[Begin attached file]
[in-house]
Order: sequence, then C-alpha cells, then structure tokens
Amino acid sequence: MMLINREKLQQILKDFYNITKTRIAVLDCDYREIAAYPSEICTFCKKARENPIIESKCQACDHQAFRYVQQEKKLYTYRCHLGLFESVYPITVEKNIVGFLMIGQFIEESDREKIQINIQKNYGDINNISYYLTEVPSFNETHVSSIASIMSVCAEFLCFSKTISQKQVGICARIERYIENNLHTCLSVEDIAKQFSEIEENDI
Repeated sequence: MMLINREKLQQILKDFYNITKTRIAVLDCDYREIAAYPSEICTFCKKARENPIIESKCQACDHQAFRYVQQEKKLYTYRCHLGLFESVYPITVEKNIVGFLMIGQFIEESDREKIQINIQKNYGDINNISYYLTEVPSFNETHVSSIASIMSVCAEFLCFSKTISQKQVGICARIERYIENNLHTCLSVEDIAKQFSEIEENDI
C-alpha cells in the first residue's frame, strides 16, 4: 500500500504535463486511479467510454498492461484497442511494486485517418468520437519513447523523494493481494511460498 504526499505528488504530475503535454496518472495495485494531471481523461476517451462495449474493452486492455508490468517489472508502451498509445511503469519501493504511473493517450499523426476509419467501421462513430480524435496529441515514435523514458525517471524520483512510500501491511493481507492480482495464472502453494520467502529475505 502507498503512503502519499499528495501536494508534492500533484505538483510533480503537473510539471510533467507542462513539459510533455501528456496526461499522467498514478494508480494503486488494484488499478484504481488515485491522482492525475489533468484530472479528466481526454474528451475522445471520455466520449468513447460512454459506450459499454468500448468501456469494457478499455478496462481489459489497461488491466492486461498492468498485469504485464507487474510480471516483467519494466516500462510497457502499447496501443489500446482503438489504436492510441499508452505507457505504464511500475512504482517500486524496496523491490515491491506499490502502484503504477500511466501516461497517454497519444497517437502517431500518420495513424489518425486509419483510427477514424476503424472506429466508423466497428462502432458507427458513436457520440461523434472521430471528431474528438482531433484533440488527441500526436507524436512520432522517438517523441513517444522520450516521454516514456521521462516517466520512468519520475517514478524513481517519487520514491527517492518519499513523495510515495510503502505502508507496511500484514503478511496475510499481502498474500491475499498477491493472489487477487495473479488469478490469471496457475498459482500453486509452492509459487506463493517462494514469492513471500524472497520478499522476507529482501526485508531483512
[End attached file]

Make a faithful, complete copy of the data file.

[in-house]
Order: sequence, then C-alpha cells, then structure tokens
Amino acid sequence: MMLINREKLQQILKDFYNITKTRIAVLDCDYREIAAYPSEICTFCKKARENPIIESKCQACDHQAFRYVQQEKKLYTYRCHLGLFESVYPITVEKNIVGFLMIGQFIEESDREKIQINIQKNYGDINNISYYLTEVPSFNETHVSSIASIMSVCAEFLCFSKTISQKQVGICARIERYIENNLHTCLSVEDIAKQFSEIEENDI
Repeated sequence: MMLINREKLQQILKDFYNITKTRIAVLDCDYREIAAYPSEICTFCKKARENPIIESKCQACDHQAFRYVQQEKKLYTYRCHLGLFESVYPITVEKNIVGFLMIGQFIEESDREKIQINIQKNYGDINNISYYLTEVPSFNETHVSSIASIMSVCAEFLCFSKTISQKQVGICARIERYIENNLHTCLSVEDIAKQFSEIEENDI
C-alpha cells in the first residue's frame, strides 16, 4: 500500500504535463486511479467510454498492461484497442511494486485517418468520437519513447523523494493481494511460498 504526499505528488504530475503535454496518472495495485494531471481523461476517451462495449474493452486492455508490468517489472508502451498509445511503469519501493504511473493517450499523426476509419467501421462513430480524435496529441515514435523514458525517471524520483512510500501491511493481507492480482495464472502453494520467502529475505 502507498503512503502519499499528495501536494508534492500533484505538483510533480503537473510539471510533467507542462513539459510533455501528456496526461499522467498514478494508480494503486488494484488499478484504481488515485491522482492525475489533468484530472479528466481526454474528451475522445471520455466520449468513447460512454459506450459499454468500448468501456469494457478499455478496462481489459489497461488491466492486461498492468498485469504485464507487474510480471516483467519494466516500462510497457502499447496501443489500446482503438489504436492510441499508452505507457505504464511500475512504482517500486524496496523491490515491491506499490502502484503504477500511466501516461497517454497519444497517437502517431500518420495513424489518425486509419483510427477514424476503424472506429466508423466497428462502432458507427458513436457520440461523434472521430471528431474528438482531433484533440488527441500526436507524436512520432522517438517523441513517444522520450516521454516514456521521462516517466520512468519520475517514478524513481517519487520514491527517492518519499513523495510515495510503502505502508507496511500484514503478511496475510499481502498474500491475499498477491493472489487477487495473479488469478490469471496457475498459482500453486509452492509459487506463493517462494514469492513471500524472497520478499522476507529482501526485508531483512